Friday, March 25, 2011

Selecting Sustainable Commercial Interior Surfaces that fit Your Environment and Cleaning Processes

For years commercial buildings and surfaces were designed and manufactured to be impervious and withstand many environments and most cleaning compounds. Builder’s, designers and cleaning crews learned through trial and error, developing a knowledge base selecting materials suitable for a commercial structures form and function. Many of these surfaces were reliable, inexpensive and could be easily replaced if damaged.

Sustainable interior designs offer up a new pallet of surfaces and looks that are attractive and make environmental sense. Sometimes they may be an expensive initial investment but provide a longer term esthetic and financial benefit. Many of the these materials are new and there is very little experience with long term usage or interactions with cleaning chemicals, or soiling specific to the intended environment.

Therefore new surfaces require a new selection and evaluation process in that several decisions are necessary in making a sustainable surface evaluation or selection. They are the same decisions that had to be made previously but unlike those materials you no longer have a historical understanding of their performance and longevity.

  1. Will the surface or equipment function adequately within the confines of the environments intended use? For example, a compressed sesame seed or sunflower seed table may work well in a commercial office or doctor's office, but is it adequate for the customer area in a restaurant with high levels of grease and oil and food spills?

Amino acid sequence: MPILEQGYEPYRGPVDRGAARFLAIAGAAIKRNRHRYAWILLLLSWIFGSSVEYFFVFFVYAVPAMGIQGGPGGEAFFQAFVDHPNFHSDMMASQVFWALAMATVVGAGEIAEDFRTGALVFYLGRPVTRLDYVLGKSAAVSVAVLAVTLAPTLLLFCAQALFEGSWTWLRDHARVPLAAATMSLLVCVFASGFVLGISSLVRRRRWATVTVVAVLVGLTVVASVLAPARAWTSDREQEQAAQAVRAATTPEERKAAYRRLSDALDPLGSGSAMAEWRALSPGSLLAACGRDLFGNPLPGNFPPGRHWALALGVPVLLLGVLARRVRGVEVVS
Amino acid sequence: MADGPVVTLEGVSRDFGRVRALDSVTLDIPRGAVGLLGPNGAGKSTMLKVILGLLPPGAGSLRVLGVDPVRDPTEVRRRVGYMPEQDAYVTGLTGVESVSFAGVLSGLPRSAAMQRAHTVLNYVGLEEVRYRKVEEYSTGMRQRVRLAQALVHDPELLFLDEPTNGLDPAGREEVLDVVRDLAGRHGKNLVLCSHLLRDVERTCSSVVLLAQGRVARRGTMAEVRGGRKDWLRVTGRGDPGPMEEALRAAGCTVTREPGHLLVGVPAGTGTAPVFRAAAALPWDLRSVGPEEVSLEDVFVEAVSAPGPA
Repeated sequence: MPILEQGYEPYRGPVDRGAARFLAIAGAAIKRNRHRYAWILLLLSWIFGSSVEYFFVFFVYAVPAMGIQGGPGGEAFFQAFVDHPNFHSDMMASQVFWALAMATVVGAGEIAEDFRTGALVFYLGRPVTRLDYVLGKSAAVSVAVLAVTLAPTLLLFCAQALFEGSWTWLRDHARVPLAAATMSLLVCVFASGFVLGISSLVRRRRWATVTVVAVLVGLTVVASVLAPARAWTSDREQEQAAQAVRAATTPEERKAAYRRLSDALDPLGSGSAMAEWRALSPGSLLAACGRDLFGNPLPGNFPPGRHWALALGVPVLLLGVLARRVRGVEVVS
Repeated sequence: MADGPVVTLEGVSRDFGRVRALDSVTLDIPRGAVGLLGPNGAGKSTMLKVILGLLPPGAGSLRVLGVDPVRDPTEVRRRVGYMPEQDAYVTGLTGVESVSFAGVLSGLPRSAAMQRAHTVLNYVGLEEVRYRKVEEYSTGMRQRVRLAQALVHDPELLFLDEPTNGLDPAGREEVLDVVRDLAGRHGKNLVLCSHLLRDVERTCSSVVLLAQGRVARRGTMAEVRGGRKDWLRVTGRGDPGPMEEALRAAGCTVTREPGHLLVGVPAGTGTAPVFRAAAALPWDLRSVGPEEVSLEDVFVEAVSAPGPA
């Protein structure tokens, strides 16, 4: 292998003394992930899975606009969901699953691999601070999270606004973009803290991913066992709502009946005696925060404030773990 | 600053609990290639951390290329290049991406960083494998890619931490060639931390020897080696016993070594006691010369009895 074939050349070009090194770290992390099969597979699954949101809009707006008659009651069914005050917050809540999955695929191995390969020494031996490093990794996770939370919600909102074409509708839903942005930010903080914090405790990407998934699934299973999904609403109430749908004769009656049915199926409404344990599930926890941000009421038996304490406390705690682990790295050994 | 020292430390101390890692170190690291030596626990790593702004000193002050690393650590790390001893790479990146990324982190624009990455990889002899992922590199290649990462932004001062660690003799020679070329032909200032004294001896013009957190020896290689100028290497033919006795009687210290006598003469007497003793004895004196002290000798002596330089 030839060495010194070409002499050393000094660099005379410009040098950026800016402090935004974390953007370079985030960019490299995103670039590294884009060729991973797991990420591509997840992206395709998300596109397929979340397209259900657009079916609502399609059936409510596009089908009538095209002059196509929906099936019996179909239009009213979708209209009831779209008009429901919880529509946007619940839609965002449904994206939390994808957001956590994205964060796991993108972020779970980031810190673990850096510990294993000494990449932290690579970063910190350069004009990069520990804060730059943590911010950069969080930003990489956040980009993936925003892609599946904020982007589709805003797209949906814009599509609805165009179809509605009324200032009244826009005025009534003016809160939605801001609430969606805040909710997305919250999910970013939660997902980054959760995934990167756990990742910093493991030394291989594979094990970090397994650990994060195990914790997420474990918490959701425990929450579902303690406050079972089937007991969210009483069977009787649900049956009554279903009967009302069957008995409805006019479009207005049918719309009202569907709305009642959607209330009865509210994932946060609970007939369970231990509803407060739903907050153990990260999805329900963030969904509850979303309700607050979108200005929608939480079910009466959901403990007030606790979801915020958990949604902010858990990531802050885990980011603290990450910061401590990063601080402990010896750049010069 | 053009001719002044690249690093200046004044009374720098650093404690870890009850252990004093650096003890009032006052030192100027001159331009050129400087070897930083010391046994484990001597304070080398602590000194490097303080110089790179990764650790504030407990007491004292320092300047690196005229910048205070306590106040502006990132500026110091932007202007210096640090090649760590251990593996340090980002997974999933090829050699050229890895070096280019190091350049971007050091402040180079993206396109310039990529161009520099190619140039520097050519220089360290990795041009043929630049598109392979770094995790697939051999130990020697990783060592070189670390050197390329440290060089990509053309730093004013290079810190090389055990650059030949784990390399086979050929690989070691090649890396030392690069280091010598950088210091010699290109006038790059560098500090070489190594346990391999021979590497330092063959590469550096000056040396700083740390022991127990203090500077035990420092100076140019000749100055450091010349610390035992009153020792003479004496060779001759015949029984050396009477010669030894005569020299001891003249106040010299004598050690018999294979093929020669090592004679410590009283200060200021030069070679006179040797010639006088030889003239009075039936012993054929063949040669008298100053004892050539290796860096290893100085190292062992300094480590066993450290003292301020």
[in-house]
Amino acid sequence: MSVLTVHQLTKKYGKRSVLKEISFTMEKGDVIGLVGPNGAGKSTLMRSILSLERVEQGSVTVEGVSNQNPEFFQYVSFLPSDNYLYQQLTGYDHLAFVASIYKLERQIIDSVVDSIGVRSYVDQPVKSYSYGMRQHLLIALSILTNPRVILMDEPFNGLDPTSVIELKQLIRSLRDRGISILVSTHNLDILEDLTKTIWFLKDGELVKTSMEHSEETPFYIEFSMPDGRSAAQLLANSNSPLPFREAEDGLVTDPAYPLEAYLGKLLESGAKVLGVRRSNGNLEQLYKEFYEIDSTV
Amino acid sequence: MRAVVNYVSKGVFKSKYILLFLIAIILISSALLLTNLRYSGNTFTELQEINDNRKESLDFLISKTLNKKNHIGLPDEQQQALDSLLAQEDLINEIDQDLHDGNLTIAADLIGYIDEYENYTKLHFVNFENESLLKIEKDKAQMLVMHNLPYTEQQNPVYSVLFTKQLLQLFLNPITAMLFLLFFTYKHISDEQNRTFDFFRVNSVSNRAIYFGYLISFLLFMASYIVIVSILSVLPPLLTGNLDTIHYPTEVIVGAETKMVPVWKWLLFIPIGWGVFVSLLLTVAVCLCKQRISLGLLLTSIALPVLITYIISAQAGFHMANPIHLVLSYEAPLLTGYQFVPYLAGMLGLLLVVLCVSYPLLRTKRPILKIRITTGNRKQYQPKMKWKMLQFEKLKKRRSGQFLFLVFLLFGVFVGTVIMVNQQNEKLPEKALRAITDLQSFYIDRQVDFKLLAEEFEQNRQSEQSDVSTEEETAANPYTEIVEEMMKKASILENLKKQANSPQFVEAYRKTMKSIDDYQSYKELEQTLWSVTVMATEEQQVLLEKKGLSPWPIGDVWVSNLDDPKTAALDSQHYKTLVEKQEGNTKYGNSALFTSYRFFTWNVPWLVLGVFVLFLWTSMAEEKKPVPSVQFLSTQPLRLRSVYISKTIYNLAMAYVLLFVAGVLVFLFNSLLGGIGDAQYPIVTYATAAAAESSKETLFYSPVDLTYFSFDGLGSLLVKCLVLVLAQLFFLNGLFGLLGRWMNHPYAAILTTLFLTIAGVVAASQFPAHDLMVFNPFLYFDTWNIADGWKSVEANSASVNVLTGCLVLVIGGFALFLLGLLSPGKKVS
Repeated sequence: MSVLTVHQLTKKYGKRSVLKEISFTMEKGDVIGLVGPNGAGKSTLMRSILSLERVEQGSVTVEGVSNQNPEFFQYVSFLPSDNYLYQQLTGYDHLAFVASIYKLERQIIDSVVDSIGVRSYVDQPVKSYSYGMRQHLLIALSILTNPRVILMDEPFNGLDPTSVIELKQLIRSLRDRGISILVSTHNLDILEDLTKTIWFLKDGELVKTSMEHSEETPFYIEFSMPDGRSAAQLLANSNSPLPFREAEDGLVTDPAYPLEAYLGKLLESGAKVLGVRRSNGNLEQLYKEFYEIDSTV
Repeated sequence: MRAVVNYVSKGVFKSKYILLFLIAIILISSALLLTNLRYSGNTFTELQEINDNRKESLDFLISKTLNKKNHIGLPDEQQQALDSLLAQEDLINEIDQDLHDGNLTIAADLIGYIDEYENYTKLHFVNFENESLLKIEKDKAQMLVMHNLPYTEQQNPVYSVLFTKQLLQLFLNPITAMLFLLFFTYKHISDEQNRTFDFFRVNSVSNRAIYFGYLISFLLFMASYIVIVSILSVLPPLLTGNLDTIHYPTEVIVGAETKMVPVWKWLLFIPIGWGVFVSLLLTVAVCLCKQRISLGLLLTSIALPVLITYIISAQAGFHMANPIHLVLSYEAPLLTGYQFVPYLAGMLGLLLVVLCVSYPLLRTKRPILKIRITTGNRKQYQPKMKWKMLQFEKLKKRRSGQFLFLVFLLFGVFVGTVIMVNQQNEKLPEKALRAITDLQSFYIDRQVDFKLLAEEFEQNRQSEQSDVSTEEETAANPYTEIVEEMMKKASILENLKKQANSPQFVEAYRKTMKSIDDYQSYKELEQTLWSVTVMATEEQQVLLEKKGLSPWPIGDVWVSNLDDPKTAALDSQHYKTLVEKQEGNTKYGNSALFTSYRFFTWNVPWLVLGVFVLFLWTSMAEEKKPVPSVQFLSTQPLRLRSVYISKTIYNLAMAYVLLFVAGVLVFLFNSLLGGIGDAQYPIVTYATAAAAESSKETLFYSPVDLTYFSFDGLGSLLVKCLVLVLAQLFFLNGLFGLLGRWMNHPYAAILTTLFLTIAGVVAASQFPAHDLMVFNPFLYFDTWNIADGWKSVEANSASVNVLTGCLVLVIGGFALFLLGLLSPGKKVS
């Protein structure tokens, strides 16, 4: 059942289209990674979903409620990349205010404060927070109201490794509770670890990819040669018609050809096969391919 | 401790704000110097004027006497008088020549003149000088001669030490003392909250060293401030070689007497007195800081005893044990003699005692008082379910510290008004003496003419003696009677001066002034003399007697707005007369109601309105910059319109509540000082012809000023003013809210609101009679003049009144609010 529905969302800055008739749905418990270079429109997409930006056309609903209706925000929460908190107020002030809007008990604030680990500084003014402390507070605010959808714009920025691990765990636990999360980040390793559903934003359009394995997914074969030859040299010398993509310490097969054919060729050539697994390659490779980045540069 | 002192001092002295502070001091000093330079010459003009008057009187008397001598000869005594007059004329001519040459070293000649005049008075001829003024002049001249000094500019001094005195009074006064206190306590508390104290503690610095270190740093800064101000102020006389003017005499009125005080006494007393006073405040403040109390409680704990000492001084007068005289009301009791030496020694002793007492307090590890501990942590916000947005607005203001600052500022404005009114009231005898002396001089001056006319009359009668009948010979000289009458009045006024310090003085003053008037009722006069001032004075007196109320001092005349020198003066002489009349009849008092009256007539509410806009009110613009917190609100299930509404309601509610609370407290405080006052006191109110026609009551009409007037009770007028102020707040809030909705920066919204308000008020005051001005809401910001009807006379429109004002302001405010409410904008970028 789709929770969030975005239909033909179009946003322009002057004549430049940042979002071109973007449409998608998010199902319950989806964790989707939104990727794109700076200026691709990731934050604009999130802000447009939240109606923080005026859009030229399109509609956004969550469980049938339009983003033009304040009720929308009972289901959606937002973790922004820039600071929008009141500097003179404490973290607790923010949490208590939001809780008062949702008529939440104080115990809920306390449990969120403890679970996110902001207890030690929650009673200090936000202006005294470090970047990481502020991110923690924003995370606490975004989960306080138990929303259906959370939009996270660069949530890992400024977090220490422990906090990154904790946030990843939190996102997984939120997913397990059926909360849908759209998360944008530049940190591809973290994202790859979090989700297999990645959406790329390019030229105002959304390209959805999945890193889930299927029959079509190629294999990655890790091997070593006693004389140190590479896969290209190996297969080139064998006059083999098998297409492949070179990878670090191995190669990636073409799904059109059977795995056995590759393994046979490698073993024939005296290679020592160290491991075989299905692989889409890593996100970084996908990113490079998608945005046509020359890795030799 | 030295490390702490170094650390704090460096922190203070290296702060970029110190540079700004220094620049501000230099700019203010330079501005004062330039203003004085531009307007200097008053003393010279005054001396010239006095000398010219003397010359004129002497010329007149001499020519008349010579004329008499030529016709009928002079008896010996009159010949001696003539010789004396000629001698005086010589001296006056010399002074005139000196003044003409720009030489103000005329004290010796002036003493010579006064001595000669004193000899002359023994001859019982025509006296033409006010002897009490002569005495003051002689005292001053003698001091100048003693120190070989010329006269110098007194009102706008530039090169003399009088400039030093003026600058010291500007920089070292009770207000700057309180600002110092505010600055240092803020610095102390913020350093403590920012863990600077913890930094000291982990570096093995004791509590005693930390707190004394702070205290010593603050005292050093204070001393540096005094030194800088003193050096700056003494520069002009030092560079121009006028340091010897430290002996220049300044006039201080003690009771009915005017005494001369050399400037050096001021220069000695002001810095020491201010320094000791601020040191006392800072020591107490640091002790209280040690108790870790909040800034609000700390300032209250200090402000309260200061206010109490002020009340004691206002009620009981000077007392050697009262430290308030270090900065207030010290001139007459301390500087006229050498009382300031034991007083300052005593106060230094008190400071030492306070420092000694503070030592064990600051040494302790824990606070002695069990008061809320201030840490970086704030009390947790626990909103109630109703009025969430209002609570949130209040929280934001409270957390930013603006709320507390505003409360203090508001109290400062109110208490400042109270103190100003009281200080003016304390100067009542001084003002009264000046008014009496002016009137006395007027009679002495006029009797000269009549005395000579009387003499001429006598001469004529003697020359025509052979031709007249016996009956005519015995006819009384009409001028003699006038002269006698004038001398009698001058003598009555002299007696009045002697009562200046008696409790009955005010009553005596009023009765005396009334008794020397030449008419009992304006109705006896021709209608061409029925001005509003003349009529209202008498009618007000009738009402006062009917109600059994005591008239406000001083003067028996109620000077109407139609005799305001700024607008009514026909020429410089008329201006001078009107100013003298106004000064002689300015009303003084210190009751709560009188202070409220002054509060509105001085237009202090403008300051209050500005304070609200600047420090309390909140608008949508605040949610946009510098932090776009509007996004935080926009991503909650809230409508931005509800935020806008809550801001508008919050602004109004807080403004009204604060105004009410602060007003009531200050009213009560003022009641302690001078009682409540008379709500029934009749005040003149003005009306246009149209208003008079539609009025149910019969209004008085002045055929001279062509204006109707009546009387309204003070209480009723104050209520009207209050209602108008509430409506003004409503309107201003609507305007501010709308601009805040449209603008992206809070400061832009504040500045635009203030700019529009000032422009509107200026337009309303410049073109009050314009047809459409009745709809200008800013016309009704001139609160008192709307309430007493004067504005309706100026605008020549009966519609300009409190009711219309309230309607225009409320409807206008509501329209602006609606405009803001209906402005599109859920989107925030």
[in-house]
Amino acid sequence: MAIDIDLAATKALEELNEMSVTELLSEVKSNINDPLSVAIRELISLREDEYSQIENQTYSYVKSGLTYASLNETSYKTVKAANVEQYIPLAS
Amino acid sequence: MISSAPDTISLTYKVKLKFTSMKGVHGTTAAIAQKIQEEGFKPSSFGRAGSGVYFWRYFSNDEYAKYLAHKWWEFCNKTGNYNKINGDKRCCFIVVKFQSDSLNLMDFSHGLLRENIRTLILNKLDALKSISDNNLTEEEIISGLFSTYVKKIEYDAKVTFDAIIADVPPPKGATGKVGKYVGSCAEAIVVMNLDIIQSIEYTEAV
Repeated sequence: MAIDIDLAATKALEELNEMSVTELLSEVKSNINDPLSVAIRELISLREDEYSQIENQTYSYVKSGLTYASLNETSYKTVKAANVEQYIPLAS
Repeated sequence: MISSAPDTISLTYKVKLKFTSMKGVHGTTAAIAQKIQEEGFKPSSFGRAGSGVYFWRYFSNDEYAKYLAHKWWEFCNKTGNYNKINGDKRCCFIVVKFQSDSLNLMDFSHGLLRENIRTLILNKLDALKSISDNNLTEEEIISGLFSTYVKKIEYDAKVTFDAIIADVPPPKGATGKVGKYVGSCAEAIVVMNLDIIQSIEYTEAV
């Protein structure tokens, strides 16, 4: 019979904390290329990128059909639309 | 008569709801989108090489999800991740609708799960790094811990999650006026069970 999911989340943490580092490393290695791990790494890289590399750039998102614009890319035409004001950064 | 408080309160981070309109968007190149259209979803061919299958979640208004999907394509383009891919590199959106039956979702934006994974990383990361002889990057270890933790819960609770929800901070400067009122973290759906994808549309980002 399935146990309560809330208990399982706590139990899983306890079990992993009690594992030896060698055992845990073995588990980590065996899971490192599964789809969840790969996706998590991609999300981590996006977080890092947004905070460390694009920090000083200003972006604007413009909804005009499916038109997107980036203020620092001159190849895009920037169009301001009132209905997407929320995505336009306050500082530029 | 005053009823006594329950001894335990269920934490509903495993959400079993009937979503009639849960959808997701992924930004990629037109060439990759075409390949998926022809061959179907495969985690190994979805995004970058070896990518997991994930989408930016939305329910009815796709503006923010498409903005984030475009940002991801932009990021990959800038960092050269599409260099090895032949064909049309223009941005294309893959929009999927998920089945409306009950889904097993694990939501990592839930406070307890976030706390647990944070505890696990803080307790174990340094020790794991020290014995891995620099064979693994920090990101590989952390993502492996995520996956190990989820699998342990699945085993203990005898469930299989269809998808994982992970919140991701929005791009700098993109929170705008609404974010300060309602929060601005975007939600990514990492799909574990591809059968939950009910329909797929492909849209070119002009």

2. Will the surface or equipment hold up to the cleaning requirements necessary for the environment? Hospital surfaces are exposed to high disinfectant levels; food service to high soil loads and sanitizers; with office buildings requiring high aesthetic value and clean ability with low soil loads.
  3. Who selects and evaluates your cleaning products?
  4. Is your cleaning program internal or is it performed by a third party?

Surface Selection-

· Make sure that the supplier bidding for your project understands where and how their surface will be used and do they have a history with your requirements. This should be in writing and specified to protect you from a product failure claim in that you used the material in a manner which it wasn’t intended.

· Request all supporting documentation for how the surface should be maintained along with cleaning recommendations. This should not be an issue if your project is going for LEED accreditation.

· Request 1-2 material samples from three different production lots to test under your intended conditions. This means testing the surface with soils that may be associated with your environment and the current cleaning program or new cleaners under consideration. A general test overview is provided at the end of the article.

Testing of new sustainable surfaces is an additional step that is new to the building process and can be difficult to manage and coordinate as well as to understand how much time should be allotted. The material supplier or chemical cleaning supplier may be willing to provide the testing if your account is substantial or they may be willing to provide the name of a third party evaluator and cover or share in the costs. Be leery of any material that does not have any historical data for you application. It’s not that it will not work but the supplier may not be aware of all of your applications. Document…document…document or test.

Contributing writer:

SSS-Cubed (Sustainable Scientific Solutions)

David Harry, Consultant

Gabriele Medley-Harry, LEED AP BD&C

Director of Sustainable Construction


Friday, March 18, 2011

Wythe County Expands Social Services with a new 911 Dispatch Center